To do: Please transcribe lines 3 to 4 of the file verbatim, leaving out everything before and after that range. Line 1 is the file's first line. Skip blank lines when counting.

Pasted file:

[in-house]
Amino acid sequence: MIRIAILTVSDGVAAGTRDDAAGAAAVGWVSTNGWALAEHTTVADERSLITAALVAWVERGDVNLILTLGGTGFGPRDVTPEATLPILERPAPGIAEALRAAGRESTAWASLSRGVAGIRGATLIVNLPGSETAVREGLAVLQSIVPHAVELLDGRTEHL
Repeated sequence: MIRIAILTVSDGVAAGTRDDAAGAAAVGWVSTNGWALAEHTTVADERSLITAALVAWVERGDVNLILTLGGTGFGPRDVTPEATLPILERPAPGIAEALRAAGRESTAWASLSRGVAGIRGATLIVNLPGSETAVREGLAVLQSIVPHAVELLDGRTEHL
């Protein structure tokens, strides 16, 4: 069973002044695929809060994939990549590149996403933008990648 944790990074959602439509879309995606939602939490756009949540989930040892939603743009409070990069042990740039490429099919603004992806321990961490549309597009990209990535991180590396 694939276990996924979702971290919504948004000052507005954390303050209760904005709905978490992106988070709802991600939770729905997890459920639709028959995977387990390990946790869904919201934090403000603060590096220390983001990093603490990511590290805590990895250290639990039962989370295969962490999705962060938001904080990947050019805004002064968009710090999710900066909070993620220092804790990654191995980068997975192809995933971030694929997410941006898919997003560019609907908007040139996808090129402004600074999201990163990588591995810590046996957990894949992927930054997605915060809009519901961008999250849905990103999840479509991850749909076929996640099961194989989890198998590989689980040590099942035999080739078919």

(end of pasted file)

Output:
Repeated sequence: MIRIAILTVSDGVAAGTRDDAAGAAAVGWVSTNGWALAEHTTVADERSLITAALVAWVERGDVNLILTLGGTGFGPRDVTPEATLPILERPAPGIAEALRAAGRESTAWASLSRGVAGIRGATLIVNLPGSETAVREGLAVLQSIVPHAVELLDGRTEHL
């Protein structure tokens, strides 16, 4: 069973002044695929809060994939990549590149996403933008990648 944790990074959602439509879309995606939602939490756009949540989930040892939603743009409070990069042990740039490429099919603004992806321990961490549309597009990209990535991180590396 694939276990996924979702971290919504948004000052507005954390303050209760904005709905978490992106988070709802991600939770729905997890459920639709028959995977387990390990946790869904919201934090403000603060590096220390983001990093603490990511590290805590990895250290639990039962989370295969962490999705962060938001904080990947050019805004002064968009710090999710900066909070993620220092804790990654191995980068997975192809995933971030694929997410941006898919997003560019609907908007040139996808090129402004600074999201990163990588591995810590046996957990894949992927930054997605915060809009519901961008999250849905990103999840479509991850749909076929996640099961194989989890198998590989689980040590099942035999080739078919």